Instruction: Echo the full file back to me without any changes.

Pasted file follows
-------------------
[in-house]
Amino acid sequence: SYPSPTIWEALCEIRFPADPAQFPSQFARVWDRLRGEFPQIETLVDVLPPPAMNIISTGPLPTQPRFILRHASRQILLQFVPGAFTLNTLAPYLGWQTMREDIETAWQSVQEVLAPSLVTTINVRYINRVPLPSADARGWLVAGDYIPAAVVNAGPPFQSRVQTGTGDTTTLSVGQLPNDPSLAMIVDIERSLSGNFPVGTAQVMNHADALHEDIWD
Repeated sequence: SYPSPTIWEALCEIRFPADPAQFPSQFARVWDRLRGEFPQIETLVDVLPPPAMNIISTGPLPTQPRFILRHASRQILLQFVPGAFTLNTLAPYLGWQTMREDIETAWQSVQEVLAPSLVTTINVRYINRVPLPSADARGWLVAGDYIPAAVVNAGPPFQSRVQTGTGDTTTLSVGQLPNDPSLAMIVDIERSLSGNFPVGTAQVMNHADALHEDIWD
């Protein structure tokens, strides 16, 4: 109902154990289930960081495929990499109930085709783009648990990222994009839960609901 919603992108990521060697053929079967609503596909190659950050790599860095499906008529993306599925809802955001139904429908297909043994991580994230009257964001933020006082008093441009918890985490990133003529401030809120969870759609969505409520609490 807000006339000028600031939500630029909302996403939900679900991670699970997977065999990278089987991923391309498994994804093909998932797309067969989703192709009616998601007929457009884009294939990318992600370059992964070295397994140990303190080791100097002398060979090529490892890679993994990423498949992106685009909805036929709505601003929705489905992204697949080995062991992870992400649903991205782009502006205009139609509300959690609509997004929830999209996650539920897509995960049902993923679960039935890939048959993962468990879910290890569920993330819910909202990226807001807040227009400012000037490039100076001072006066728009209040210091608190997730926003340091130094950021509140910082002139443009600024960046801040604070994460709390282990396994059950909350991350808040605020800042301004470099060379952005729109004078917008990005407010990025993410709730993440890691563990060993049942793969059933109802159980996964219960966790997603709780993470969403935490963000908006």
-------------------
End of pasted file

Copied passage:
[in-house]
Amino acid sequence: SYPSPTIWEALCEIRFPADPAQFPSQFARVWDRLRGEFPQIETLVDVLPPPAMNIISTGPLPTQPRFILRHASRQILLQFVPGAFTLNTLAPYLGWQTMREDIETAWQSVQEVLAPSLVTTINVRYINRVPLPSADARGWLVAGDYIPAAVVNAGPPFQSRVQTGTGDTTTLSVGQLPNDPSLAMIVDIERSLSGNFPVGTAQVMNHADALHEDIWD
Repeated sequence: SYPSPTIWEALCEIRFPADPAQFPSQFARVWDRLRGEFPQIETLVDVLPPPAMNIISTGPLPTQPRFILRHASRQILLQFVPGAFTLNTLAPYLGWQTMREDIETAWQSVQEVLAPSLVTTINVRYINRVPLPSADARGWLVAGDYIPAAVVNAGPPFQSRVQTGTGDTTTLSVGQLPNDPSLAMIVDIERSLSGNFPVGTAQVMNHADALHEDIWD
């Protein structure tokens, strides 16, 4: 109902154990289930960081495929990499109930085709783009648990990222994009839960609901 919603992108990521060697053929079967609503596909190659950050790599860095499906008529993306599925809802955001139904429908297909043994991580994230009257964001933020006082008093441009918890985490990133003529401030809120969870759609969505409520609490 807000006339000028600031939500630029909302996403939900679900991670699970997977065999990278089987991923391309498994994804093909998932797309067969989703192709009616998601007929457009884009294939990318992600370059992964070295397994140990303190080791100097002398060979090529490892890679993994990423498949992106685009909805036929709505601003929705489905992204697949080995062991992870992400649903991205782009502006205009139609509300959690609509997004929830999209996650539920897509995960049902993923679960039935890939048959993962468990879910290890569920993330819910909202990226807001807040227009400012000037490039100076001072006066728009209040210091608190997730926003340091130094950021509140910082002139443009600024960046801040604070994460709390282990396994059950909350991350808040605020800042301004470099060379952005729109004078917008990005407010990025993410709730993440890691563990060993049942793969059933109802159980996964219960966790997603709780993470969403935490963000908006």